Thousands of Indonesian and US troops yesterday began a two-week joint military exercise that Washington said aims to advance “regional cooperation in support of a free and open” Asia-Pacific region.
The US and its Asian allies have expressed growing concern about China’s increasing assertiveness in the Pacific, but Washington said the drills were not aimed at any nation even though they would be significantly larger than previous exercises.
At least 4,000 US and Indonesian troops would be joined by forces from Australia and Singapore — as well as Japan, which is participating for the first time in the annual drills, known as “Super Garuda Shield.”
The military exercise is taking place on the western Indonesian island of Sumatra and the Riau Islands, an Indonesian province of islets scattered near Singapore and Malaysia.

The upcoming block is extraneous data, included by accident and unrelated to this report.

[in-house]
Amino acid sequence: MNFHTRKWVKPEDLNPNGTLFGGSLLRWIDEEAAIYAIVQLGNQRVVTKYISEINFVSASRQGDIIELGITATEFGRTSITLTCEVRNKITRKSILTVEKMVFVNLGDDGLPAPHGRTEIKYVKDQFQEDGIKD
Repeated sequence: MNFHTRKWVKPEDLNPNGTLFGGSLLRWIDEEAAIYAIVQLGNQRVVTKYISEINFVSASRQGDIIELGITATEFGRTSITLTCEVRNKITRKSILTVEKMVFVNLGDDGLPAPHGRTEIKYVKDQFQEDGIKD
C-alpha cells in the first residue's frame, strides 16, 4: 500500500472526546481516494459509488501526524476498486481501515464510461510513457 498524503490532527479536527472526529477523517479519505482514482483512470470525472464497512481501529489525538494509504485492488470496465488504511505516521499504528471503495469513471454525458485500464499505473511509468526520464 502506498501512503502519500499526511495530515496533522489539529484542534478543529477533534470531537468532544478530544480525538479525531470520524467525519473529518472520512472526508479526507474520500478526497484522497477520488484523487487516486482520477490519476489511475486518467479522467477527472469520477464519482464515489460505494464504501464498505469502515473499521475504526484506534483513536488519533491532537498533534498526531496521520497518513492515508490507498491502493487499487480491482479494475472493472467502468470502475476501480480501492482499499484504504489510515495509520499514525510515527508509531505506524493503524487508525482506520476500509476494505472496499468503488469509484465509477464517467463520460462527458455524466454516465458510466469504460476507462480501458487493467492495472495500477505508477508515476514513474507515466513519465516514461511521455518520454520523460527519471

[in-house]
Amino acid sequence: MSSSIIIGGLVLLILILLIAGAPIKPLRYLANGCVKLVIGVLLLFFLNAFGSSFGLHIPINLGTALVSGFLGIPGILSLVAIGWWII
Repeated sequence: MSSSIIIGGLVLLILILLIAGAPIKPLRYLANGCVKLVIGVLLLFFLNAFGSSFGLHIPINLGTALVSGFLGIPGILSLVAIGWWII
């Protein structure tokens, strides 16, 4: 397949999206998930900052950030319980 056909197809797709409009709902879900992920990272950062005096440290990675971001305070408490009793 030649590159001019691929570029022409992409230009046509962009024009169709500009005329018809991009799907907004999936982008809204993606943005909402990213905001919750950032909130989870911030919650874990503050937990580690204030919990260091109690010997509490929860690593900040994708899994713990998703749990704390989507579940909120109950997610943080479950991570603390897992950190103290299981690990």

“This is really an exercise to build trust, build togetherness, mutual understanding, increase capability and other related matters,” Major General Stephen Smith, commander of the participating US troops, told reporters in Jakarta on Friday.
“So this is really a military exercise and not a threat to any party,” he said.
The exercise comes as US House of Representatives Speaker Nancy Pelosi leads a congressional delegation to the region in the shadow of diplomatic tensions with China.
The exercise is to last until Aug. 14 encompassing army, navy, air force and marine drills.
An opening ceremony with all participating nations is to take place tomorrow, an Indonesian official said.
Canada, France, India, Malaysia, South Korea, Papua New Guinea, East Timor and the UK are to participate as observer nations.
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